What does concern about human rights, democracy and freedom have to do with a prerequisite for meeting the president of Spain? Especially when you told the same paper 5 months ago that you'd be happy to meet with him.
Needless to say the newspapers in Spain reflect concern about McCain stepping in it re: diplomatic relations in a major interview. Josh Marshall noted that the interviewer told a Spanish-language news channel that her take is that McCain was adrift and simply didn't know who Zapatero was.
But since he did know who Zapatero was at some point, the interview was conducted in English -- and his staff surely briefed him as to what news outlet he was sitting down with -- is this the McCain who is currently garnering 40% or better in the polls, a man who could, along with foreign-policy befuddled Sarah Palin, lead this nation in a time of such instabilty at home and abroad?
This isn't a joke; if the man had a senior moment in this interview, how many more are ahead of him? I'm beyond terrified that this election is even close.
What is the McCain campaign's spin on this? Damage control has now become a 24/7 operation for these folks, and this one doesn't pass the smell test.
"McCain foreign policy adviser Randy Sheunemann said McCain's answer was intentional.
"The questioner asked several times about Senator McCain's willingness to meet Zapatero (and id'd him in the question so there is no doubt Senator McCain knew exactly to whom the question referred). Senator McCain refused to commit to a White House meeting with President Zapatero in this interview," he said in an e-mail."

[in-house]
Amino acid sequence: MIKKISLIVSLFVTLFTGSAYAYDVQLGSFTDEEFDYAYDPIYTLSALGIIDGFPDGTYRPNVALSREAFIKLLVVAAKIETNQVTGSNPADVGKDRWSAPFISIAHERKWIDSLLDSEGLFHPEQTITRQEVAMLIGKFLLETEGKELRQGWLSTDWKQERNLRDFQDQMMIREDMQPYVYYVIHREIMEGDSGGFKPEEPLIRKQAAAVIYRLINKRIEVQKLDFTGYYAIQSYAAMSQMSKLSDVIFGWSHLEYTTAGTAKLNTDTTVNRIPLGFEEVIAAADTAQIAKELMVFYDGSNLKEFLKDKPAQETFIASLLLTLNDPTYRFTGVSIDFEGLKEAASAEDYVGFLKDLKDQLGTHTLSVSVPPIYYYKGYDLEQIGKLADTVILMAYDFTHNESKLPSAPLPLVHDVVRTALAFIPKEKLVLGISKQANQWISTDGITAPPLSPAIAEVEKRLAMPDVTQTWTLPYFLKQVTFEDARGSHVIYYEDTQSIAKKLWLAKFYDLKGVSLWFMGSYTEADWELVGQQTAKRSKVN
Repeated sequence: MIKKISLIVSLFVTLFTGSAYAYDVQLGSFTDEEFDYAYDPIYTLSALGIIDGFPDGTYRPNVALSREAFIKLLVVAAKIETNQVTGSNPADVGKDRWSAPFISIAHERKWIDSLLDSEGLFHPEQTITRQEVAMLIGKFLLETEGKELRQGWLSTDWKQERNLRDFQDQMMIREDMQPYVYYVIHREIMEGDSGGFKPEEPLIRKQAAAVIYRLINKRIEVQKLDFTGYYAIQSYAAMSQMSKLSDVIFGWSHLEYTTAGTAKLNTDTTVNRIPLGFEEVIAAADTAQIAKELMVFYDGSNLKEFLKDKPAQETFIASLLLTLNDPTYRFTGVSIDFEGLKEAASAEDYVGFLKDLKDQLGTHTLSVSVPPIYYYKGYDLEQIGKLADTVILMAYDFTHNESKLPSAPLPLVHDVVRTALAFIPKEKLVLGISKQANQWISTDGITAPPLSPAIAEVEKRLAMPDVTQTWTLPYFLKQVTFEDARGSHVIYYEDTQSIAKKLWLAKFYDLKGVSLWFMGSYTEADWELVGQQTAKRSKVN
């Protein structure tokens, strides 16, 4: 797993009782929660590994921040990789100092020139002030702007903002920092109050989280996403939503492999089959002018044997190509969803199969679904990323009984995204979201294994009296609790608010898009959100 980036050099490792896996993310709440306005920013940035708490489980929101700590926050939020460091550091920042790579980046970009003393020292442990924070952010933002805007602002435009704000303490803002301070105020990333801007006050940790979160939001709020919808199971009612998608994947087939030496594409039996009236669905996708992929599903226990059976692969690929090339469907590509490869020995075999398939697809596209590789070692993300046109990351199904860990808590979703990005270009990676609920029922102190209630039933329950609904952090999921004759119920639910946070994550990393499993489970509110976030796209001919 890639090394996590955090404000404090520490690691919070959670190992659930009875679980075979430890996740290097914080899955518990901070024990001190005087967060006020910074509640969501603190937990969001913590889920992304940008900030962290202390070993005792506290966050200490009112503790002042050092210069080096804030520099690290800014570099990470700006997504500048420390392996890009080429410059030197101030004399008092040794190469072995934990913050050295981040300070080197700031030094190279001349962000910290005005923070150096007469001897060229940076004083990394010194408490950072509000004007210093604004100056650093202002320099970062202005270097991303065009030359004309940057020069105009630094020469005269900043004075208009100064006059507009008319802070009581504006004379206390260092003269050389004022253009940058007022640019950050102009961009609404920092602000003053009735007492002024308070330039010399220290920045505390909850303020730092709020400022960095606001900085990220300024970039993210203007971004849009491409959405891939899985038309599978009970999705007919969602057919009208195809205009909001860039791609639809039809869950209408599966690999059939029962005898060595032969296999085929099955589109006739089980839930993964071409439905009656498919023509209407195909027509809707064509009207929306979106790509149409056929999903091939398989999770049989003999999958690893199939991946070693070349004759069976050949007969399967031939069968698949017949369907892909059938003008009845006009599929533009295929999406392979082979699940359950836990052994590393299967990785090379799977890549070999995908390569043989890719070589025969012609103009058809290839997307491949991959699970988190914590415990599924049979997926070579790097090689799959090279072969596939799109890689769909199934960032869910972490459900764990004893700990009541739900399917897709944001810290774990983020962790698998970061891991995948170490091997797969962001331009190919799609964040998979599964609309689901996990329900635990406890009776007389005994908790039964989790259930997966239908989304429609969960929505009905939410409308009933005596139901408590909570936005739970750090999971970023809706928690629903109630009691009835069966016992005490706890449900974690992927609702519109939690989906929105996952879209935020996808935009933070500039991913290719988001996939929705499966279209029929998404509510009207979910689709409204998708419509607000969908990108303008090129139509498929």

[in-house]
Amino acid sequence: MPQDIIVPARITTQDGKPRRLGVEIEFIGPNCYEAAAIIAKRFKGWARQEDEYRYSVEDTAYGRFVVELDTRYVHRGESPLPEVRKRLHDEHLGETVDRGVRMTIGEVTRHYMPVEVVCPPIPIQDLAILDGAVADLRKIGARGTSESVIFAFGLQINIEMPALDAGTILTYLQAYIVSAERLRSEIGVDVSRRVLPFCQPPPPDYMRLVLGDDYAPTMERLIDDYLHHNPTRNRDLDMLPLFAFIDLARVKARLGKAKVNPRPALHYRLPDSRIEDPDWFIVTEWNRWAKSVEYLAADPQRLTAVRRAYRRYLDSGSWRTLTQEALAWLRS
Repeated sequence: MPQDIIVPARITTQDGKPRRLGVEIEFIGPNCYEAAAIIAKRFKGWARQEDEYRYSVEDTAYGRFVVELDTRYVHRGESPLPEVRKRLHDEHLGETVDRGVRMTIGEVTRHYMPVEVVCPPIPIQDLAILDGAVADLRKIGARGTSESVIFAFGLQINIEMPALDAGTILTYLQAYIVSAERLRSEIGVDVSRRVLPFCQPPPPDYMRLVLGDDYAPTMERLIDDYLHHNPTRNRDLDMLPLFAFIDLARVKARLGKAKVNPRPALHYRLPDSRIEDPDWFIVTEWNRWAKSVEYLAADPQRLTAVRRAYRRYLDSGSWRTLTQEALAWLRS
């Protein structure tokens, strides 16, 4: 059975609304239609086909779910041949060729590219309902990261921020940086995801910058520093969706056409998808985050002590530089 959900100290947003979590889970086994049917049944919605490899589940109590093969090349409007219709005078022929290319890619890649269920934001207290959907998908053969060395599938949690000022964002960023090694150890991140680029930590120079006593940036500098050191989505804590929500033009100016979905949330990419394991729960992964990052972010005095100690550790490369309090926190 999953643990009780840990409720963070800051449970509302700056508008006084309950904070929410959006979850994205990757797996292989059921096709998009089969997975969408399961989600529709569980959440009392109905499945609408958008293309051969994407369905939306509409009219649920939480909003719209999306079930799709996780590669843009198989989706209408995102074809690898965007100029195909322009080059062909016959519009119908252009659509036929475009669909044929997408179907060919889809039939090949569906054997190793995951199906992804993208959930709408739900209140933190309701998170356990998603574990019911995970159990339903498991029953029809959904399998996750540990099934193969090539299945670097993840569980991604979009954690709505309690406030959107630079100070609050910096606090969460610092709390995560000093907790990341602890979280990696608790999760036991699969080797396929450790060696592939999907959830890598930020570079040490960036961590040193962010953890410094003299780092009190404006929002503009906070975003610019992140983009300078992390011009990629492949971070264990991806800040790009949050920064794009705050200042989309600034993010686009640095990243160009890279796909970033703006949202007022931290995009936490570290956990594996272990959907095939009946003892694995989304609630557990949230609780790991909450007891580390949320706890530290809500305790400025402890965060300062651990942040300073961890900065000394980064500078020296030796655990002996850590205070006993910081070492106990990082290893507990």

...Asked to explain McCain's apparent shift in tone and position since April, Scheunemann gave almost no ground.
"In this week's interview, Senator McCain did not rule in or rule out a White House meeting with President Zapatero, a NATO ally," he said in an e-mail. "If elected, he will meet with a wide range of allies in a wide variety of venues but is not going to spell out scheduling and meeting location specifics in advance. He also is not going to make reckless promises to meet America's adversaries. It's called keeping your options open, unlike Senator Obama, who has publicly committed to meeting some of the world's worst dictators unconditionally in his first year in office."
Oh god. That McCain would try to defend the remarks regardless of the impact on relations with Spain rather than admit he was out to lunch is a good indicator of how he would govern. His mental acuity is never going to be questioned.
Steve Benen makes the point that first popped into my mind:
I'm curious. What do you suppose the reaction would be from the political establishment if Barack Obama had made these mistakes over the course of the campaign? What would reporters, pundits, and Republicans have to say about Obama's ability to lead a complex world in a time of war and uncertainty? I think an intellectually honest person would agree that if Obama had made these same mistakes he'd be labeled "clueless" on foreign policy. So, why the double-standard?
The Obama campaign has yet to directly address the confusion issue, probably letting blogs do the dirty work, but it begs the question -- why aren't someone's mental and cognitive abilities on the table? It's not as if age alone is the issue; certainly people in their 40s have developed and been disabled by Altzheimer's. A person of any age exhibiting these symptoms would be called into question if they were running for the highest office in the land. That the senator is also 72 and a former POW (something his campaign reminds us of quite frequently) only adds to the list of factors that may have an impact on his ability to govern.